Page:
I fear for our country. I fear that the problem is so big now, that it cannot be solved by conventional means. It would take a saint for a prime minister with vision, knowledge and courage -- none of which Perry Gladstone Christie has.

The party needs to be purged. The government needs to be purged. The police need to be purged. The churches need to feel the fires of Hell on earth with their Bentley-driving, girl-raping, sweethearting ministers.

The people are crying for dignity and enough money to live. And the union bosses get rich. When the strike comes, there een no strike money for the workers, but the union bosses collect their inflated salaries.

Folks can't afford to buy the proper organic foods, fruits, vegetables and healthy tings for living a long life. They have to put up without going to the dentist. Each day when they start their coughing, smoking car, they pray it will last another day. They scrape their change together for another $5 phone card.

This een good, and its going downhill faster and faster with no end in sight. God help us all.

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TalRussell 5 years, 2 months ago

Comrade honest to God except knowing the hanging our citizens or the costs associated with and the questionable effectiveness of placing a policeman's on every street corner, it would be a joy in my heart if i could even pretend to know the answers. I also do know this much and with great certainty, it's a homemade Bahamaland problem and it be up all us to chip in to work, make sacrifices toward sensible solutions, as long as it does not require what some have called for to turn our tiny NassauTown into some kind armed, curfew fortress. Walk'in with a big stick by turning a blind eye to our Constitution like some have suggested to score political points, scares the hell out me maybe more than the thugs.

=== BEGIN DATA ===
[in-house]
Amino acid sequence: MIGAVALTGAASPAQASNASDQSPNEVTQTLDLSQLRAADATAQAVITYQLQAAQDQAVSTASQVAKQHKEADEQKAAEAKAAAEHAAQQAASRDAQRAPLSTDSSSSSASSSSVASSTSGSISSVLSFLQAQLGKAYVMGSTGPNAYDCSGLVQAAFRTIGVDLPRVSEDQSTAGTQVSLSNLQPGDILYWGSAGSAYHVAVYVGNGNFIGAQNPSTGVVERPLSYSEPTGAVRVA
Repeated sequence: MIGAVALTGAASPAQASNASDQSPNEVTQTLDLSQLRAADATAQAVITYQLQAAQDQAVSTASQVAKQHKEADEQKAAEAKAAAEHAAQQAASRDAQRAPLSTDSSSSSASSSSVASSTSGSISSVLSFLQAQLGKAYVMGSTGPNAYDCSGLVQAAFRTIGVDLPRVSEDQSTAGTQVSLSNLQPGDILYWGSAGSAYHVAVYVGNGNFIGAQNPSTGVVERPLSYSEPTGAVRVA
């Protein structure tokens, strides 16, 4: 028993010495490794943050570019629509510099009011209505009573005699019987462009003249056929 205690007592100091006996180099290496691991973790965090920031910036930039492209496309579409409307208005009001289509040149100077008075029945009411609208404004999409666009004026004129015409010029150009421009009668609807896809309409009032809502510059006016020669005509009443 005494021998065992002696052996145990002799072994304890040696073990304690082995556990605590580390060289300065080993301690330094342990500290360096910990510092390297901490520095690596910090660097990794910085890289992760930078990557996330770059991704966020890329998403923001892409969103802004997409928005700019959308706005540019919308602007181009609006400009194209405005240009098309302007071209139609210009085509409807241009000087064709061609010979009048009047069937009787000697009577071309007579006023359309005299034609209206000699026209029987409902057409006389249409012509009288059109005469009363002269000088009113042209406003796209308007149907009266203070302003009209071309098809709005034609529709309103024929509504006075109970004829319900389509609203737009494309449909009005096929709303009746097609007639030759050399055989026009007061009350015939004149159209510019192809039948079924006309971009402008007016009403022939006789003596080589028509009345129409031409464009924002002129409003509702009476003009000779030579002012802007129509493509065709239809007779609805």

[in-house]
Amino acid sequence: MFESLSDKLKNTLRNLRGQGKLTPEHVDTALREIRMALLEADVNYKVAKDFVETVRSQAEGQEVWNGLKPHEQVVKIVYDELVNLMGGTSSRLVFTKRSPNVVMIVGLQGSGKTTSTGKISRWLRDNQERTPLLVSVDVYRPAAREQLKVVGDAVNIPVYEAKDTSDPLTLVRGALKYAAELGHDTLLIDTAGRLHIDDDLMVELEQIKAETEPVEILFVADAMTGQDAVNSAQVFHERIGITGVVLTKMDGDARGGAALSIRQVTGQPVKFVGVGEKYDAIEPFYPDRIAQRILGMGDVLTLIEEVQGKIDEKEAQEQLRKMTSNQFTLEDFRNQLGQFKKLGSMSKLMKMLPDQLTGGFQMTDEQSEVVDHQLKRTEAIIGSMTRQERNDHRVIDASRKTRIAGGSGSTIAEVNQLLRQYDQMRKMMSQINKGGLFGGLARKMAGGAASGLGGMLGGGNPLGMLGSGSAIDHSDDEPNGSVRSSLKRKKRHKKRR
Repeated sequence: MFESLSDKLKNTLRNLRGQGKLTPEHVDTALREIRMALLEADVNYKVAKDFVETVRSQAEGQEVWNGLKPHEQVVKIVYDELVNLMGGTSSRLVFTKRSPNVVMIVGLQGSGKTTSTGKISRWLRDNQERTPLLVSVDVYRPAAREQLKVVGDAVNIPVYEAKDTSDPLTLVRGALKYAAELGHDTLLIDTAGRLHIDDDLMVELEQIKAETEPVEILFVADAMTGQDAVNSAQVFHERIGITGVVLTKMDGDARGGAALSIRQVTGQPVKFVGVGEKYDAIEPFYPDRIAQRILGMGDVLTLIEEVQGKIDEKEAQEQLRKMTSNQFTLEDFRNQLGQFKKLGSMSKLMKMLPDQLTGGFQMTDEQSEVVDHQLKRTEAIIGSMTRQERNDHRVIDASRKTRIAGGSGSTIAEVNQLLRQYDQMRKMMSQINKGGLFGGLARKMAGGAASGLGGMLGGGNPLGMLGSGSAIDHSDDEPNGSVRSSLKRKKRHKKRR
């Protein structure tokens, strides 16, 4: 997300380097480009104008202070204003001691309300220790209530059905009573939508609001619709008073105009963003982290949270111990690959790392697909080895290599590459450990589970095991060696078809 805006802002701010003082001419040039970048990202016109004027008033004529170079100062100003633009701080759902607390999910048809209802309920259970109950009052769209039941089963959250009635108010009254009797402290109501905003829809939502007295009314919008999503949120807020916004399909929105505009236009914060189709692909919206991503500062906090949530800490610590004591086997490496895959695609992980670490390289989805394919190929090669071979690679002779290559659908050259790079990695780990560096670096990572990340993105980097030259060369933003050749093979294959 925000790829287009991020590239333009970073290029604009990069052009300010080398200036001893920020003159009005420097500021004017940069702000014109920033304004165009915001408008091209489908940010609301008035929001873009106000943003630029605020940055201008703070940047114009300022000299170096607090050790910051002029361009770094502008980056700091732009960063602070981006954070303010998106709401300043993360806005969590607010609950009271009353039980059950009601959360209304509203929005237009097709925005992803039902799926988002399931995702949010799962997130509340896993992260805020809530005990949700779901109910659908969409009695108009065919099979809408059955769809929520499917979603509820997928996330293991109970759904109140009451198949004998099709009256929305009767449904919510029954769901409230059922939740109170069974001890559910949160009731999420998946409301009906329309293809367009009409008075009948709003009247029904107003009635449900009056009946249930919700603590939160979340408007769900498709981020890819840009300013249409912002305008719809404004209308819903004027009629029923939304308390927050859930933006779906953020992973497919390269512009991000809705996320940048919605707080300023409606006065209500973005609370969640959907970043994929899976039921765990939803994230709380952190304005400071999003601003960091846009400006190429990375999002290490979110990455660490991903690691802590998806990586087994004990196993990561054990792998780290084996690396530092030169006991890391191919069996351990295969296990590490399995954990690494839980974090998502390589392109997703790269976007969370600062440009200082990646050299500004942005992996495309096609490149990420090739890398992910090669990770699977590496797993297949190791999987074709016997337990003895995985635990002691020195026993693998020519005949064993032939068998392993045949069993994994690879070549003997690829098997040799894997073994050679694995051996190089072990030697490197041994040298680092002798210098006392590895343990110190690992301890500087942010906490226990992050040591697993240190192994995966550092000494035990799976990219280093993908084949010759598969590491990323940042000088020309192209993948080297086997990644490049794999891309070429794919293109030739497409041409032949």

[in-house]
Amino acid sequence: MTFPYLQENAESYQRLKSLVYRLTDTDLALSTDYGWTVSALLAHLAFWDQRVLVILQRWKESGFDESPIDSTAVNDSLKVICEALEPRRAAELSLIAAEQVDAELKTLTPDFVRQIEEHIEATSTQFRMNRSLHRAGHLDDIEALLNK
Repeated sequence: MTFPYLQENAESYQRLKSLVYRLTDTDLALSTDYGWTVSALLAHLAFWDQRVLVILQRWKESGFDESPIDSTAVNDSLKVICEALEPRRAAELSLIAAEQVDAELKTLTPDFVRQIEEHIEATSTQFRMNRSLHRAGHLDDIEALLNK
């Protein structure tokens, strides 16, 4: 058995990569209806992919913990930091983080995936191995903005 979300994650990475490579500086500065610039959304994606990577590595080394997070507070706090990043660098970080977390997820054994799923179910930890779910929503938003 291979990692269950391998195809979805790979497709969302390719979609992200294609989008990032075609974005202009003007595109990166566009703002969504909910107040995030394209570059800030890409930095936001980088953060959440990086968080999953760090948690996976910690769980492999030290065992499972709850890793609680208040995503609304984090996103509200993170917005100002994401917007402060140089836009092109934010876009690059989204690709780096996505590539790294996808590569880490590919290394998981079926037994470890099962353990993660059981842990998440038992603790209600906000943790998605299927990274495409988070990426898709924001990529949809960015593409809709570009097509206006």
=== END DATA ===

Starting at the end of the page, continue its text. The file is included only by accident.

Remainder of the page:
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banker 5 years, 2 months ago

Tal, you and I can make all of the sacrifices toward sensible solutions that we want to, and it won't make a whit's worth of difference. When we see the corruption at the top, no amount of goodness at the bottom is going to cure that. The goodness at the bottom just makes it barely livable.

Our moral compass is so shot, that it can't be repaired. In the family islands where some of my folks come from, every time a new policeman comes, the girls line up to have his baby so that they get taken care of in one way or another. Everywhere you look, tings are broke. Half the lying, cheating and stealing that's done, is just to get by. There is no other way. Pretty soon it becomes a way of life.

I know that fixing the economy would fix the Bahamas, but it is impossible. The job is too big, and there is no political will to do so. We would have to ditch the beloved Bahamian dollar and dollarise the Economy (American dollar would be the currency), That way there would be no reserves, or Central Bank permission for Bahamians to get capital to build projects and start their businesses. We would have to let go of old ideas, and that is hard to do. We would have to spend millions to modernise the civil service so that productivity improves and costs go down.

Everywhere you turn, there are big jobs to be done, and no willing hands to do them.

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crabman 5 years, 2 months ago

Fools Fools Fools

what we need to do is capitalize on this crime and create a niche market for tourism (Come on Obie I know you have thought about it) we could do tours of crime sites (minimum of three day tour in Nassau) our court systems (reminds meet of the TV show Night Court, hilarious), the prison, the morgue (picture taking will be allowed), viewing of the crowds oustide the courthouse with lunch included, photos with our barristers in front of their 3 million dollar mansions. I can hear the money rolling in as I sit here over the hill wondering if I too will become a part of a tour when I walk to my corner to buy some milk (new idea, a prize of cash on the tour if you can name the person who was outlined in chalk last night, you will probably have at least six chances at several different locations)